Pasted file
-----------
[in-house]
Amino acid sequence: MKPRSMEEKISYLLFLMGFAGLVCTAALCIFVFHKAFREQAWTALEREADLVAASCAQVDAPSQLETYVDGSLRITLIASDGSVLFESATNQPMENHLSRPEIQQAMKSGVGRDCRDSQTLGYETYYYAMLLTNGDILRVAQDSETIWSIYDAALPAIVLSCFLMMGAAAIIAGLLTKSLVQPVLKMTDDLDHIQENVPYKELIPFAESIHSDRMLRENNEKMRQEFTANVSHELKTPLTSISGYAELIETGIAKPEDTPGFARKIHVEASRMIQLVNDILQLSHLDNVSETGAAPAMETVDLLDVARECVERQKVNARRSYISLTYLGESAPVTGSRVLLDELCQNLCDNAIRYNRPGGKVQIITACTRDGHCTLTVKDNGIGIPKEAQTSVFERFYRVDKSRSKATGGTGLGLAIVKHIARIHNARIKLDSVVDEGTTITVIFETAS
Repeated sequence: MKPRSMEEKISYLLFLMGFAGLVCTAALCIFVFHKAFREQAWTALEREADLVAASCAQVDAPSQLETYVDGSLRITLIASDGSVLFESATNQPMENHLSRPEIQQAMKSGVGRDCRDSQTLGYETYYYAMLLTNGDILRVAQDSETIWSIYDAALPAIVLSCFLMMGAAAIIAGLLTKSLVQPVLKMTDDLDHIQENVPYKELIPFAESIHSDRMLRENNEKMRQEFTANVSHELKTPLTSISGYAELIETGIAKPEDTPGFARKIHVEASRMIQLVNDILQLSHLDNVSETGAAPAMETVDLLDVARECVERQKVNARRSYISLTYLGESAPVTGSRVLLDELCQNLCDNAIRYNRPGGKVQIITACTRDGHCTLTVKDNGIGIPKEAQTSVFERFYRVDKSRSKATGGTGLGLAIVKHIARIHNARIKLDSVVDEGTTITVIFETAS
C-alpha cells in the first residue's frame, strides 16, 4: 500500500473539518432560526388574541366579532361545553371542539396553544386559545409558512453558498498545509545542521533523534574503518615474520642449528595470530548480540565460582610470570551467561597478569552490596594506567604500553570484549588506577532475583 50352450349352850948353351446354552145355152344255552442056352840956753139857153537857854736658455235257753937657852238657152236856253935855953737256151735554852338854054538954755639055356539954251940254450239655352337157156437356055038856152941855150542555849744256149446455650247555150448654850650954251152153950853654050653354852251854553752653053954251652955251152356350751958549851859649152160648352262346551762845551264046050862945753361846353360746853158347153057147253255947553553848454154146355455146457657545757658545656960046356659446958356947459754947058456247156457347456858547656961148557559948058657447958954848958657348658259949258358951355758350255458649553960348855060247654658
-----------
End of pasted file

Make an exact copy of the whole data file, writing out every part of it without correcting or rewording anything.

[in-house]
Amino acid sequence: MKPRSMEEKISYLLFLMGFAGLVCTAALCIFVFHKAFREQAWTALEREADLVAASCAQVDAPSQLETYVDGSLRITLIASDGSVLFESATNQPMENHLSRPEIQQAMKSGVGRDCRDSQTLGYETYYYAMLLTNGDILRVAQDSETIWSIYDAALPAIVLSCFLMMGAAAIIAGLLTKSLVQPVLKMTDDLDHIQENVPYKELIPFAESIHSDRMLRENNEKMRQEFTANVSHELKTPLTSISGYAELIETGIAKPEDTPGFARKIHVEASRMIQLVNDILQLSHLDNVSETGAAPAMETVDLLDVARECVERQKVNARRSYISLTYLGESAPVTGSRVLLDELCQNLCDNAIRYNRPGGKVQIITACTRDGHCTLTVKDNGIGIPKEAQTSVFERFYRVDKSRSKATGGTGLGLAIVKHIARIHNARIKLDSVVDEGTTITVIFETAS
Repeated sequence: MKPRSMEEKISYLLFLMGFAGLVCTAALCIFVFHKAFREQAWTALEREADLVAASCAQVDAPSQLETYVDGSLRITLIASDGSVLFESATNQPMENHLSRPEIQQAMKSGVGRDCRDSQTLGYETYYYAMLLTNGDILRVAQDSETIWSIYDAALPAIVLSCFLMMGAAAIIAGLLTKSLVQPVLKMTDDLDHIQENVPYKELIPFAESIHSDRMLRENNEKMRQEFTANVSHELKTPLTSISGYAELIETGIAKPEDTPGFARKIHVEASRMIQLVNDILQLSHLDNVSETGAAPAMETVDLLDVARECVERQKVNARRSYISLTYLGESAPVTGSRVLLDELCQNLCDNAIRYNRPGGKVQIITACTRDGHCTLTVKDNGIGIPKEAQTSVFERFYRVDKSRSKATGGTGLGLAIVKHIARIHNARIKLDSVVDEGTTITVIFETAS
C-alpha cells in the first residue's frame, strides 16, 4: 500500500473539518432560526388574541366579532361545553371542539396553544386559545409558512453558498498545509545542521533523534574503518615474520642449528595470530548480540565460582610470570551467561597478569552490596594506567604500553570484549588506577532475583 50352450349352850948353351446354552145355152344255552442056352840956753139857153537857854736658455235257753937657852238657152236856253935855953737256151735554852338854054538954755639055356539954251940254450239655352337157156437356055038856152941855150542555849744256149446455650247555150448654850650954251152153950853654050653354852251854553752653053954251652955251152356350751958549851859649152160648352262346551762845551264046050862945753361846353360746853158347153057147253255947553553848454154146355455146457657545757658545656960046356659446958356947459754947058456247156457347456858547656961148557559948058657447958954848958657348658259949258358951355758350255458649553960348855060247654658